An effort led by the California Chamber of Commerce with the support of a large coalition of allied groups has resulted in passage of legislation that will provide employers with significant and much-needed economic relief as the pandemic continues.
On February 9, Governor Gavin Newsom signed SB 113 (Senate Committee on Budget and Fiscal Review) as an early action item in the 2022–23 State Budget.
SB 113 and an identical bill, AB 87 (Assembly Committee on Budget), restore the net operating loss (NOL) deduction and lift the cap on business incentive tax credits that were suspended and capped in the 2020–21 budget via AB 85. SB 113 was the final vehicle for the business COVID-19 relief package.
Surplus Instead of Deficit
In July 2020, the Legislature approved the Governor’s proposal to suspend the use of personal and business NOLs and limit the use of existing business tax credits to offset their tax liability for years 2020–2022 as a way to stave off a looming deficit triggered by the fallout of COVID-19.
The deficit never materialized. Instead, California experienced a generational surplus in 2021 that allowed for additional education funding and other spending, and the ability to maintain strong reserves.
The 2022 economic outlook remains just as strong with a massive budget surplus on the horizon. Accordingly, the tax increases adopted in 2020 as an emergency response are no longer needed. SB 113 sunsets the last year of the suspension and cap, and will assist employers in their economic recovery, incentivizing them to remain in California.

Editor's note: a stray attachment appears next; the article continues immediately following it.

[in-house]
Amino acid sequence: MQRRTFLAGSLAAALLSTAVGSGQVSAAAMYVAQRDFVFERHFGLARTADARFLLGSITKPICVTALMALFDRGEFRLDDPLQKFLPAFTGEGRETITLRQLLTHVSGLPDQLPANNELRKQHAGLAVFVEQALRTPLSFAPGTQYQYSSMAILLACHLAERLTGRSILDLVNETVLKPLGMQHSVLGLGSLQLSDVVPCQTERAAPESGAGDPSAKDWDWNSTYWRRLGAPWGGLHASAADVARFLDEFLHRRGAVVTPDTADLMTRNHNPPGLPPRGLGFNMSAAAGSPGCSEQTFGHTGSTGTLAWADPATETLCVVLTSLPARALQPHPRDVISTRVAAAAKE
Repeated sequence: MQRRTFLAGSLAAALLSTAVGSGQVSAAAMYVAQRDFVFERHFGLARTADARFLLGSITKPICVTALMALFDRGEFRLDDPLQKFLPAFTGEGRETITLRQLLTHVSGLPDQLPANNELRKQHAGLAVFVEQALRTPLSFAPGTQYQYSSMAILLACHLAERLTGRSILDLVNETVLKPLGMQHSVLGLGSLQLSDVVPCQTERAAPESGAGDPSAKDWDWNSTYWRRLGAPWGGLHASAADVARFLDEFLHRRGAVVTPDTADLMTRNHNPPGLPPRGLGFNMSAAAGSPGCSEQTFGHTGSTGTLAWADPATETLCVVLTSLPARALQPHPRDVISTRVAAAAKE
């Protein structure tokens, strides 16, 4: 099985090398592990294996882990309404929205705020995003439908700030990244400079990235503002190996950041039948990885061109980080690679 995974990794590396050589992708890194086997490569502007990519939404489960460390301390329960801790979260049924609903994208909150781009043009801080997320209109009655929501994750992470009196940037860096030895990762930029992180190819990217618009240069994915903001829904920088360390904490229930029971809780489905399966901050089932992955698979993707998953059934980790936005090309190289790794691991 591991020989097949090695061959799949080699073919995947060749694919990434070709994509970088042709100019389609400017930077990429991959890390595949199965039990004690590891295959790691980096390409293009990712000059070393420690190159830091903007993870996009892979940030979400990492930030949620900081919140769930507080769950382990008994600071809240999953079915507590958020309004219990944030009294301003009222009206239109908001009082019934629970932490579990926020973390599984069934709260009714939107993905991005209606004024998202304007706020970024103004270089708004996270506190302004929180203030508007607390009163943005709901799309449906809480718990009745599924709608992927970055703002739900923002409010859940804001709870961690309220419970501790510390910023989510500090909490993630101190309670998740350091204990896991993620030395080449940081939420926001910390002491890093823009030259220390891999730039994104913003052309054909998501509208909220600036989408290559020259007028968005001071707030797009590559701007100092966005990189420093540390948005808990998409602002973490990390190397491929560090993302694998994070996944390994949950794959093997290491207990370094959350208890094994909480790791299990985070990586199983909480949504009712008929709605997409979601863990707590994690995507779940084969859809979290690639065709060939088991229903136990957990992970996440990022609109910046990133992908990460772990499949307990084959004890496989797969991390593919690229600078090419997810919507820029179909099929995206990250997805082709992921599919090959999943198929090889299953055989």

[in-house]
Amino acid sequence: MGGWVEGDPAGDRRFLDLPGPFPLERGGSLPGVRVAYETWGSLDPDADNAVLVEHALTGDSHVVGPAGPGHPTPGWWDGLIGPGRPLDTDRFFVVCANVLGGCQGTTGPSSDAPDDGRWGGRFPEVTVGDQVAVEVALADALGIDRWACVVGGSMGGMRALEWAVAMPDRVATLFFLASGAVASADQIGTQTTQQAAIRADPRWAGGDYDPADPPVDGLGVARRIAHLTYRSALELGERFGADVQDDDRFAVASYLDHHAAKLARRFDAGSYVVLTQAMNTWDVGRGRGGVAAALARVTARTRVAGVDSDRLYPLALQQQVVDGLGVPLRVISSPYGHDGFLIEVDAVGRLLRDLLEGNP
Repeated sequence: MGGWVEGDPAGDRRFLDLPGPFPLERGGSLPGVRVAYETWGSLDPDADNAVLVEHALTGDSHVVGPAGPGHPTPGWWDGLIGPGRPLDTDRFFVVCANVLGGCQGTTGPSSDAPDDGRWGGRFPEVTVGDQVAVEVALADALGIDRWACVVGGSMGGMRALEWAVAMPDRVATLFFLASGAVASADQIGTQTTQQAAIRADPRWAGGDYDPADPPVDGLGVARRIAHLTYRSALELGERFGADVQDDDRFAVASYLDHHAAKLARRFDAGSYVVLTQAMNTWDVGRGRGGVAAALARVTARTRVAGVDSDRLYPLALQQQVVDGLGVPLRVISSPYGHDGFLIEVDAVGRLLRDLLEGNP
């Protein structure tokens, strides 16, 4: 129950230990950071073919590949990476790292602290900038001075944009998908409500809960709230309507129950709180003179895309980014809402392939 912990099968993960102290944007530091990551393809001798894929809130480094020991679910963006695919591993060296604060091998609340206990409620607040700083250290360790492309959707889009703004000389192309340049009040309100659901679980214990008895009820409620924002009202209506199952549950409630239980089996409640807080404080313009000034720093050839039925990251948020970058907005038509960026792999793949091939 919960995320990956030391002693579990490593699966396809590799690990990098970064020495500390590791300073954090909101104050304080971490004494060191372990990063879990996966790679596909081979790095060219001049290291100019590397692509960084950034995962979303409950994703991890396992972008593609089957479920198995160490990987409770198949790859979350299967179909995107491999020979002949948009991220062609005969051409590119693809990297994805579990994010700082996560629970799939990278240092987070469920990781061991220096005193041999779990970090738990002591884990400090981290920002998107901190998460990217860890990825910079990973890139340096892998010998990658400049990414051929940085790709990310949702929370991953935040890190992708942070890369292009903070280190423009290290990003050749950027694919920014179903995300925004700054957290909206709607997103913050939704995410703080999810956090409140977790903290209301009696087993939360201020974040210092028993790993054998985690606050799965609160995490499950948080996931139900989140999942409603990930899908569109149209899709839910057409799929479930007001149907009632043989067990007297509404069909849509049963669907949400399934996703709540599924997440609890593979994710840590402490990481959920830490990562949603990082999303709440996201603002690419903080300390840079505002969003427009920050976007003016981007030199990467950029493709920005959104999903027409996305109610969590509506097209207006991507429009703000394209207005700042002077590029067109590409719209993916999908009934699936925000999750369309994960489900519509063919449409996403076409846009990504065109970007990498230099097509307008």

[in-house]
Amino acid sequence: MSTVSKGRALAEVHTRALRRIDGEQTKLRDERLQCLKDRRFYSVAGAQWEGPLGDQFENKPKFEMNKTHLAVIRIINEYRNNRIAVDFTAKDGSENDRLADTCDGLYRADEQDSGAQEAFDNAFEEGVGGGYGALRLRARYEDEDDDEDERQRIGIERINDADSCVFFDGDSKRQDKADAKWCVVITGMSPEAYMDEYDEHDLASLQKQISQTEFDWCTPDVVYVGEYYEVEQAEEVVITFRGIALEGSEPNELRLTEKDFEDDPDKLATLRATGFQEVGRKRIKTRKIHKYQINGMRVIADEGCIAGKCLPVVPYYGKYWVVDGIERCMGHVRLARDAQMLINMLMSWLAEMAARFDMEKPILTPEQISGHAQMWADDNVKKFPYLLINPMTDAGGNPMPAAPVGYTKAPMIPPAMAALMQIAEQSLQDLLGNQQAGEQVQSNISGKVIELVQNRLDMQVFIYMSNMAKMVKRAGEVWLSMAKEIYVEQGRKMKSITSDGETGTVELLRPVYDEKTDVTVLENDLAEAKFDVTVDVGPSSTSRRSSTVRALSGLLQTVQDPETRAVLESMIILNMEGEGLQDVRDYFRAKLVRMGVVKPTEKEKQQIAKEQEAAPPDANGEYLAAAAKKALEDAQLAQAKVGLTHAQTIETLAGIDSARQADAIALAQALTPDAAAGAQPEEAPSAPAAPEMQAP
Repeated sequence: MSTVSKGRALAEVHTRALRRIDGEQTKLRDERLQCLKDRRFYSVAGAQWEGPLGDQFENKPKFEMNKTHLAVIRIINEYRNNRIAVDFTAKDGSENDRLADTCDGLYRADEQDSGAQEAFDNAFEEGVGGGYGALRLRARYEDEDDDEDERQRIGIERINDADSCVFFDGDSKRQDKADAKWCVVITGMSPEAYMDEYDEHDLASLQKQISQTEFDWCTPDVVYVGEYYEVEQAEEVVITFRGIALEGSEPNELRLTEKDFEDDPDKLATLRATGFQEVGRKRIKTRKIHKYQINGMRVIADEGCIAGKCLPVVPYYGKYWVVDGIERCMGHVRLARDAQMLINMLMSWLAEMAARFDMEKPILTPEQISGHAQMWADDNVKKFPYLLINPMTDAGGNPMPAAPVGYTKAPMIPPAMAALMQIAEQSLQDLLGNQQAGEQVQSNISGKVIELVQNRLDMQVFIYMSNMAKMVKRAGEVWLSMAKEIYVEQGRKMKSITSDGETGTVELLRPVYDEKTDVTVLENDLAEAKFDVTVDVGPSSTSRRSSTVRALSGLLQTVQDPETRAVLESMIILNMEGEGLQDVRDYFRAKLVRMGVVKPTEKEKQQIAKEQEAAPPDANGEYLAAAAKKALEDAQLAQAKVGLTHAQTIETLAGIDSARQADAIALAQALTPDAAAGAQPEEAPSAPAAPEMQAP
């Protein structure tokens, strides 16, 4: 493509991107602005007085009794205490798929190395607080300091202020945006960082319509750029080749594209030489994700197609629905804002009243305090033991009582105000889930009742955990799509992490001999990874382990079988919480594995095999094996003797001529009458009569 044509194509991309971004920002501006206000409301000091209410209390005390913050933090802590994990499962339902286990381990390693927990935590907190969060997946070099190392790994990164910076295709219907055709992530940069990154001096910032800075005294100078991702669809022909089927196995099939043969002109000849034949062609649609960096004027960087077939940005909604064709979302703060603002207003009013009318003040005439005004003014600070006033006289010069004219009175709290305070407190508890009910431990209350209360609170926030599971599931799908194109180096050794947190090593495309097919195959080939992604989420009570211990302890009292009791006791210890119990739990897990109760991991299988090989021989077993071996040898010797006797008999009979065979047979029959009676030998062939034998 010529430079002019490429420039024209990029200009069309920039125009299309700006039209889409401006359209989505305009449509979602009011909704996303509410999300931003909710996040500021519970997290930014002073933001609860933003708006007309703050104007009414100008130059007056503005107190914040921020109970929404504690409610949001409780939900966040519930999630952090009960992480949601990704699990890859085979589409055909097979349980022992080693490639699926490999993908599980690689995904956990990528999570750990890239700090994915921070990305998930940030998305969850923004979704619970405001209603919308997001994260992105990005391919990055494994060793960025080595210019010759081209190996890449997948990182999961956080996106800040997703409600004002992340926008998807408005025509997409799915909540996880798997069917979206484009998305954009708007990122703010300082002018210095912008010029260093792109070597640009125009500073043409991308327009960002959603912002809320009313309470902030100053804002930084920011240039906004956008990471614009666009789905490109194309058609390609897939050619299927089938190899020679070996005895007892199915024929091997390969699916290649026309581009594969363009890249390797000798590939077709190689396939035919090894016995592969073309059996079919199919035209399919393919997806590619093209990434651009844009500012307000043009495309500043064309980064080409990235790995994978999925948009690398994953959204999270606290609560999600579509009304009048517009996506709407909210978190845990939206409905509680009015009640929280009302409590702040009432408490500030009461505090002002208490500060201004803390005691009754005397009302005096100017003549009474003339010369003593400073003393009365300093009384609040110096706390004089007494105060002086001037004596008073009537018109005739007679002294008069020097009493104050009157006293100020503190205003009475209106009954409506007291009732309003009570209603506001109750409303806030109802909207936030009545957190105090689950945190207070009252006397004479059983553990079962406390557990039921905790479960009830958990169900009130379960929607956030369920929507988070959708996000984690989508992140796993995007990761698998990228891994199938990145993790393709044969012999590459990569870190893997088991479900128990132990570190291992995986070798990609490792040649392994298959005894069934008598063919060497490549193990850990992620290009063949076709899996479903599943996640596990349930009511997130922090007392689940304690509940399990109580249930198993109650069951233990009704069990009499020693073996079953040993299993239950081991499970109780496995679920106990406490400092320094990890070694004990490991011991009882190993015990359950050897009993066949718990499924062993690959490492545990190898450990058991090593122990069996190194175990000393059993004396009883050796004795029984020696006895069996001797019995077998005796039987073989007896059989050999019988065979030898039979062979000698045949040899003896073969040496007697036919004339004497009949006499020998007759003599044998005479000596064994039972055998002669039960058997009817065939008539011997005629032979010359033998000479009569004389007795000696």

Tax Credit Benefits
A recent report from the Milken Institute found that suspending the research and development (R&D) tax credit “increased cost uncertainty for businesses at a time when economic volatility was already high. For three decades, this incentive had helped businesses lower the risks inherent to investing in product and process improvements, but the policy change signaled a diminished commitment to innovation-led growth.”
Restoring the R&D tax credit, along with the ability to utilize NOL carryforwards, and other business incentives, would signal to employers that the state is committed to a stable investment climate for companies that want to make a commitment to California.
In addition to the tax provisions, SB 113 transfers $150 million into the California Emergency Relief Fund to fund remaining eligible waitlisted grant applicants from last year’s California Small Business COVID-19 Relief Grant Program.
The California Small Business Relief Grant Program was created in November 2020 and received more than 300,000 applications, demonstrating just how vital these funds are to California’s struggling businesses.
These bills also conform state tax law to federal tax law for entities that received grants from Restaurant Revitalization Fund and Shuttered Venue Operations programs, so these entities will avoid state tax obligations that they don’t shoulder federally.
Enactment of CalChamber-supported SB 113 sends a positive message to the state’s employers that they are important to our government.